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The optimal suppression of a low-cost technology by a durable-good monopoly

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  • Karp, Larry
  • Perloff, Jeffrey M

Abstract

If a durable-good monopoly can use either of two technologies whose properties are known to consumers, the monopoly uses only the technology with the lowest average cost at low levels of production. If consumers only know about technologies in use, the monopoly may use an inferior technology initially to increase its profits, keeping the new, efficient technology secret and switching later. Thus, in either case, an inferior technology may be used; however, switching between technologies occurs only if consumers are not fully informed about both technologies.

Suggested Citation

  • Karp, Larry & Perloff, Jeffrey M, 1994. "The optimal suppression of a low-cost technology by a durable-good monopoly," Department of Agricultural & Resource Economics, UC Berkeley, Working Paper Series qt0q21c15v, Department of Agricultural & Resource Economics, UC Berkeley.
  • Handle: RePEc:cdl:agrebk:qt0q21c15v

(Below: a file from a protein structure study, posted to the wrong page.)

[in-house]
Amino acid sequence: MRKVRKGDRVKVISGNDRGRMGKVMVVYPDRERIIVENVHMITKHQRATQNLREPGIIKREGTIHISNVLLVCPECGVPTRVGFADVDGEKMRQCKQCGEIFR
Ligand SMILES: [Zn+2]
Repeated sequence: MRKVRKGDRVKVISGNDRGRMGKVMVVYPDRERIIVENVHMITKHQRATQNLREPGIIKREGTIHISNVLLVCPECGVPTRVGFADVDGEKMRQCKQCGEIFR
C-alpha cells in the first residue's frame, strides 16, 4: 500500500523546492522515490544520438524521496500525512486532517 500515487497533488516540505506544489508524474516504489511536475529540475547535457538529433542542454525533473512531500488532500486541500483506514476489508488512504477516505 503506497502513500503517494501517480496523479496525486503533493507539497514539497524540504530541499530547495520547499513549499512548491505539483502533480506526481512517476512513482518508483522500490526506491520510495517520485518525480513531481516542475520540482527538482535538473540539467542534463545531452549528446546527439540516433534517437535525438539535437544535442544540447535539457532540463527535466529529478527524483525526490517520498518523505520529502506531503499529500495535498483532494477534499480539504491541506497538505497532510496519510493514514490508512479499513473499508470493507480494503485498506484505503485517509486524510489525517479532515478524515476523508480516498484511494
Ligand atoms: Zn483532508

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    Cited by:

    1. Yang, Liu & Wang, Yonggui & Ma, Jun & Ng, Chi To & Cheng, T.C.E., 2014. "Technology investment under flexible capacity strategy with demand uncertainty," International Journal of Production Economics, Elsevier, vol. 154(C), pages 190-197.
    2. Gerstle, Ari D. & Waldman, Michael, 2016. "Mergers in durable-goods industries: A re-examination of market power and welfare effects," Research in Economics, Elsevier, vol. 70(4), pages 677-692.
    3. Ramesh Sankaranarayanan, 2007. "Innovation and the Durable Goods Monopolist: The Optimality of Frequent New-Version Releases," Marketing Science, INFORMS, vol. 26(6), pages 774-791, 11-12.
    4. Amagoia Sagasta & José M. Usategui, 2015. "Purchase and rental subsidies in durable-oligopolies," Hacienda Pública Española, IEF, vol. 213(2), pages 11-40, June.
    5. Ding, Yucheng, 2014. "Why Branded Firm may Benefit from Counterfeit Competition," MPRA Paper 52933, University Library of Munich, Germany.
    6. Waldman, Michael, 1997. "Eliminating the Market for Secondhand Goods: An Alternative Explanation for Leasing," Journal of Law and Economics, University of Chicago Press, vol. 40(1), pages 61-92, April.
    7. Michael Waldman, 2003. "Durable Goods Theory for Real World Markets," Journal of Economic Perspectives, American Economic Association, vol. 17(1), pages 131-154, Winter.
    8. Justin P. Johnson & Henry S. Schneider & Michael Waldman, 2014. "The Role and Growth of New-Car Leasing: Theory and Evidence," Journal of Law and Economics, University of Chicago Press, vol. 57(3), pages 665-698.
    9. Justin P. Johnson & Michael Waldman, 2010. "Leasing, Lemons, and Moral Hazard," Journal of Law and Economics, University of Chicago Press, vol. 53(2), pages 307-328, May.

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